KD: Yeah, allow me to geek out for a minute. The innovation starts in the midsole which, from the outside, has the profile of a sleek athletic trainer, but inside has an intricate network of drainage channels which carry water away from the foot. In summertime wet/dry situations, this feature allows water to move freely through the mesh upper and drain dry without taking on any water at all. In cold weather, when you’ve converted the shoe to its waterproof insulated state, the channels are sealed to keep rain, mud, and snow out. And in between states, the insulated liner, which uses a waterproof breathable membrane and merino wool to keep the wearer warm and dry, is a fully functioning shoe in its own right and can be worn alone or with the system.
[This three-in-one system has] never been done before. Making all of this work, and making each piece look great on their own or combined, has been a labor of love and acute problem-solving for more than two and a half years.
TM: What sets ADPT apart from other shoes that advertise themselves as all-terrain, backwoods-to-bar type shoes?
KD: Well, it’s the only shoe its kind. Versatility is something that most people want from the products they buy, and lots of brands have tried to get after that. But the ADPT is the only one ever built that doesn’t force the wearer to compromise in some of those environments. It’s the first shoe to truly optimize for each environment someone might find themselves in, and for a product designer to really take the concept of versatility to the next level, they must embrace the notion of transformation. One form cannot do all of these things unless it can become more than just one form.
TM: What would you call the ADPT? A sneaker? Or something more?
KD: It’s the world’s first climate-adaptable sneaker system.
TM: You’re bringing the ADPT to consumers via crowdfunding. Why did you choose to go that route? What are the pros and cons of crowdfunding?
KD: The funding part is great, of course, but we have a fully funded business already with products in the market. For us, it really comes down to the people who make up the crowdfunding community. More than their dollars, these are the people who have proven to be the earliest adopters and, I think, the most forward-thinking consumers on the planet. They’re curious enough to care about real innovation and willing to take the time to understand what innovator are trying to do, beyond what can be summed up in a 30-second sound byte.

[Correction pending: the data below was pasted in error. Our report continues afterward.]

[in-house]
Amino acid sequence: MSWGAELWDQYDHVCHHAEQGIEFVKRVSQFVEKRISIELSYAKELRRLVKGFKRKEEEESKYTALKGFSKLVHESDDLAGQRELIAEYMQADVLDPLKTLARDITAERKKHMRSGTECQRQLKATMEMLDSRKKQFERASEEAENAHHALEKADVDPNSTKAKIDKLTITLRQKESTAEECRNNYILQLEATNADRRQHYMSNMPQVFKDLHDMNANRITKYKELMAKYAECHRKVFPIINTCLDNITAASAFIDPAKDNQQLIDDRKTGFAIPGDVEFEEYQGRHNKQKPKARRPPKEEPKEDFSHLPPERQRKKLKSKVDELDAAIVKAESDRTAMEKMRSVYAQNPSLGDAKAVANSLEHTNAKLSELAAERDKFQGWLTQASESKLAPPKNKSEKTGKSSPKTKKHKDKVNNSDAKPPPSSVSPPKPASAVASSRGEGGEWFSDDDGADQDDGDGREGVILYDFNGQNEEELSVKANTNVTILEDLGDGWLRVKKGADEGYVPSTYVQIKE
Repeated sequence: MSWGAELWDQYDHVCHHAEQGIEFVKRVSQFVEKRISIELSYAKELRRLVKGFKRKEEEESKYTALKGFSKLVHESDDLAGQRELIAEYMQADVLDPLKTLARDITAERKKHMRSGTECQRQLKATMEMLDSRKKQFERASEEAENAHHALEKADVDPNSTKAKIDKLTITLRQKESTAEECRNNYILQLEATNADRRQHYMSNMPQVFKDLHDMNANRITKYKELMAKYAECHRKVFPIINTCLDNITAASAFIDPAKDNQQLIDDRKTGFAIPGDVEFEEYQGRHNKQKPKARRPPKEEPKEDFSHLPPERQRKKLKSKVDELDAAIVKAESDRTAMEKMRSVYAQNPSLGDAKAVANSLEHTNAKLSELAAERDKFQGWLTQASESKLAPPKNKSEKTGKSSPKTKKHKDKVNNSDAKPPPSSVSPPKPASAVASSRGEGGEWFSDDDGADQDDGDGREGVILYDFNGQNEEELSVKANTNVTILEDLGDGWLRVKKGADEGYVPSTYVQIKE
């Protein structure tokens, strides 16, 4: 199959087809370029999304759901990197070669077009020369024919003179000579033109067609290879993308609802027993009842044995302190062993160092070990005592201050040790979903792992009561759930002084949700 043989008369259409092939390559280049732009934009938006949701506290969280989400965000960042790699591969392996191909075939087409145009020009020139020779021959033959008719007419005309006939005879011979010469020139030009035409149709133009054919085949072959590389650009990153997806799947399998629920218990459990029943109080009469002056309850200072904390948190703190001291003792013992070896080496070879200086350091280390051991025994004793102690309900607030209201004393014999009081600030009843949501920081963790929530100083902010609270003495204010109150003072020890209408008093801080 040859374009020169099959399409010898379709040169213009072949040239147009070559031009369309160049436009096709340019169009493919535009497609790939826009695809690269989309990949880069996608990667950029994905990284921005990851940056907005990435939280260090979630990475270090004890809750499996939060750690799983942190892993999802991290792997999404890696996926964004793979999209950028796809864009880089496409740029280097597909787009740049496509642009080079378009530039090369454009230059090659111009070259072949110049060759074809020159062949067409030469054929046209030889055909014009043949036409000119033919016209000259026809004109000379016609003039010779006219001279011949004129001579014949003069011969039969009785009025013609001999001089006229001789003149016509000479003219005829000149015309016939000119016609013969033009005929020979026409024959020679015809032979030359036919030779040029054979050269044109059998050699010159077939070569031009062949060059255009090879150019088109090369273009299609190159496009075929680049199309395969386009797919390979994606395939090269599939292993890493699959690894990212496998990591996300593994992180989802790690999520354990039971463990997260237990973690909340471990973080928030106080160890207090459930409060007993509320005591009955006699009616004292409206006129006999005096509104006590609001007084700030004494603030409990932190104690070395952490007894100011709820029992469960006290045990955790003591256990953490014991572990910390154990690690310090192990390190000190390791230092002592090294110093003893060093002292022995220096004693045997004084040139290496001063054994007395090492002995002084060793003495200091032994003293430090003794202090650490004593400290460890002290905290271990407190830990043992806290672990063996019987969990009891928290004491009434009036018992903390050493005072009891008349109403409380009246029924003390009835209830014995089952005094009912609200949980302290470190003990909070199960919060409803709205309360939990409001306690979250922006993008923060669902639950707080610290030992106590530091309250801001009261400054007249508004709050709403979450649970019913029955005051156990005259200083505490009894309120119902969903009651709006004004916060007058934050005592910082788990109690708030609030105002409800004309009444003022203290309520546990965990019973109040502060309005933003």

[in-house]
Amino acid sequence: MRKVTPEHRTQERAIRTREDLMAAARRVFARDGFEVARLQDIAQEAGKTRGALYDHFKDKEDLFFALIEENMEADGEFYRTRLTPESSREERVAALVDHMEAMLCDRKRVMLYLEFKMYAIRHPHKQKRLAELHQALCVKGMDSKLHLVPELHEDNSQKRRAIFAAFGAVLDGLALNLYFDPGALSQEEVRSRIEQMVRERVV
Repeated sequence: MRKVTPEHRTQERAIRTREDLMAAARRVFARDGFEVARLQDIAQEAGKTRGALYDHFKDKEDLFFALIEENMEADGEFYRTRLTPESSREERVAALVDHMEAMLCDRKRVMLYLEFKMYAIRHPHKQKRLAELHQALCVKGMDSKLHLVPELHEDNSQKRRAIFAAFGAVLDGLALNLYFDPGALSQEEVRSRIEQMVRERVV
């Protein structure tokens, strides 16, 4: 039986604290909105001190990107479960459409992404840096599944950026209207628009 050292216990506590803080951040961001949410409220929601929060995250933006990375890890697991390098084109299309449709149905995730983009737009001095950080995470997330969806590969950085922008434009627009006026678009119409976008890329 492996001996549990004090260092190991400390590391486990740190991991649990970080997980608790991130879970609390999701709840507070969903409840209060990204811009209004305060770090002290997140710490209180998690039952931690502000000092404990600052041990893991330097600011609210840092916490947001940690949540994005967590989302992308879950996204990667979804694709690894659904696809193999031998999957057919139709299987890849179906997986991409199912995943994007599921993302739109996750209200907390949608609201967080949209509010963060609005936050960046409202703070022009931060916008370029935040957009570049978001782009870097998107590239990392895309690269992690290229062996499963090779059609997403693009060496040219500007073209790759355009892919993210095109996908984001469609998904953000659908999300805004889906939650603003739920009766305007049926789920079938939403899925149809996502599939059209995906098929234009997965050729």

“More than their dollars, [crowdfunders] are the people who have proven to be the earliest adopters and, I think, the most forward-thinking consumers on the planet.”
TM: When can we expect to see ADPT on store shelves? Or are you sticking to a direct-to-consumer model?
KD: Our core business today is direct-to-consumer, but certainly innovative, forward-thinking retailers exist and are embracing our current shoes. I think the ADPT will do well in a brick-and-mortar environment too, so long as the retailer provides good service and can help explain to the unfamiliar what the ADPT can do for them. It’s easy to communicate that, “So-and-so’s shoe is quite bouncy,” or, “This one is 2 ounces lighter than last years model.” The ADPT is another beast, which has not previously been seen by the world.
TM: Finally, what can we look forward to from OB/VS? What’s next on the horizon assuming all goes well with ADPTs launch?
KD: We’re gonna continue to make well-designed and long-lasting shoes that do a better job of helping people explore this wonderful planet than what had existed before — like the Explora One, our current flagship model. No one else in footwear is using the kinds of materials we use, which means no one else is giving the consumer the level of comfort, stability, and performance that we are. And when you’re out in world, in places where the ground beneath your feet is unpredictable, that matters.
TM: Thanks, Kelly! We wish you all the best.
KD: Thank you.
Transparency note: Ian Bell, co-founder and CEO of The Manual, is an investor of OB/VS and sits on the advisory board.